Tuesday, October 14, 2003

A place in which to work

I pulled out May Sarton's At Seventy: A Journal. After stumbling across a notation that it was she who introduced me to Shirley Hazzard (duly corrected in my Oct. 10 entry), I found another place I had marked. Sarton quotes from a letter she received:
Your description of how throughout your life you have created environments for yourself and how these environments have influenced your work caused me to look at my world and the role physical setting has had in my life. . . . This fall I cleaned out a spare room. . . and set out to create a private place for myself. I culled photos from closed drawers, books from scattered shelves. From the corners of the house I gathered together the parts of me that I had hidden away. I hung the pictures, shelved the books, unpacked my cello, and sat and waited for the fusing to begin. (quoted on p. 263; emphasis mine)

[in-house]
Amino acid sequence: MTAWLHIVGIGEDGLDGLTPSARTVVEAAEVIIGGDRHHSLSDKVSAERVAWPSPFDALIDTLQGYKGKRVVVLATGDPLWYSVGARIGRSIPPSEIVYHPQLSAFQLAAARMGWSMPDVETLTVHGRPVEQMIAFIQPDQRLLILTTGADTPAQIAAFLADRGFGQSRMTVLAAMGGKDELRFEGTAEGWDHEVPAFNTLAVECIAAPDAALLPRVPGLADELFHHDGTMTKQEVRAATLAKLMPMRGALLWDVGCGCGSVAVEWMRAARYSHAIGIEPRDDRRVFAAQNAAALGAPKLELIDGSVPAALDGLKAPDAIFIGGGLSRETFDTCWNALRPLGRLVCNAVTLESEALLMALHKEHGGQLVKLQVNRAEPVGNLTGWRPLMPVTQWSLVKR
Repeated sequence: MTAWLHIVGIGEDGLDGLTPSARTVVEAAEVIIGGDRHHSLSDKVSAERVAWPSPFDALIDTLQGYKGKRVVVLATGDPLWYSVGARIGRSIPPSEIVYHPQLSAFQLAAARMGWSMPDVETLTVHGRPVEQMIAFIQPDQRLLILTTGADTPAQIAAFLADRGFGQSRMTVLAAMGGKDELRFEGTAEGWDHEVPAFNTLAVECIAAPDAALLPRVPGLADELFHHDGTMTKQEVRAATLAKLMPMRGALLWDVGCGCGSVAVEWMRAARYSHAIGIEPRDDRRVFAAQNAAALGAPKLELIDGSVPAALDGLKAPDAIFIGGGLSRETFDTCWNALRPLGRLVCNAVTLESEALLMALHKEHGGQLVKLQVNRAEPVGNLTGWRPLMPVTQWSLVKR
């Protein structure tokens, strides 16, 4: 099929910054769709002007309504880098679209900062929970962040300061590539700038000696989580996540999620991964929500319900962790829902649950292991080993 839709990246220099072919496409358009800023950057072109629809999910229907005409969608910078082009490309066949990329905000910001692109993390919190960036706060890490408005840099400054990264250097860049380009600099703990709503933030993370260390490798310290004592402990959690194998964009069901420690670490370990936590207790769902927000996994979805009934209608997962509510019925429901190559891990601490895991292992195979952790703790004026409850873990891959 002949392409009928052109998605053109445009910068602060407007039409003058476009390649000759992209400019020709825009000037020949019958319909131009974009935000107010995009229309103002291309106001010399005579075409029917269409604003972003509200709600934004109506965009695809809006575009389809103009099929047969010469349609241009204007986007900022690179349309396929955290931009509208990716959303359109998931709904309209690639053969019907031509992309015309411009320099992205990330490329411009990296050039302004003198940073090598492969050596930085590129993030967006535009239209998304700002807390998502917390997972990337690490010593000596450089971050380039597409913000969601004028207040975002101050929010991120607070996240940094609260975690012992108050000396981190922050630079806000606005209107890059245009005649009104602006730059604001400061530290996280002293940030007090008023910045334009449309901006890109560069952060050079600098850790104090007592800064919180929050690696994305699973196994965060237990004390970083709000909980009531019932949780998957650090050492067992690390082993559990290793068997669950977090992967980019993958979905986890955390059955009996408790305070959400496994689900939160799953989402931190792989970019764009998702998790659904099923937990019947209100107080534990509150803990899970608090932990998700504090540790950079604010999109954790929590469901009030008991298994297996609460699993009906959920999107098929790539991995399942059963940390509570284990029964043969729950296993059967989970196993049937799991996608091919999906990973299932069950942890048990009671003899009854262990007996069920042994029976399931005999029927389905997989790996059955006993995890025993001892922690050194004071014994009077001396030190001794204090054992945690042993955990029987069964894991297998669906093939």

Sarton observes "how closely bound up one's identity can be with the frame in which one lives." (p. 263) Even when she was young and lived in ugly rented rooms, she writes,
[B]y arranging books on the desk, buying a few daffodils from a cart on the street, putting up postcard reproductions of paintings I loved and a photograph or two, by leaving a brilliant scarf on the bureau, the room became my room and I began to live in it, to live my real life there, to know who May Sarton was and hoped to become. (p. 265)

No comments: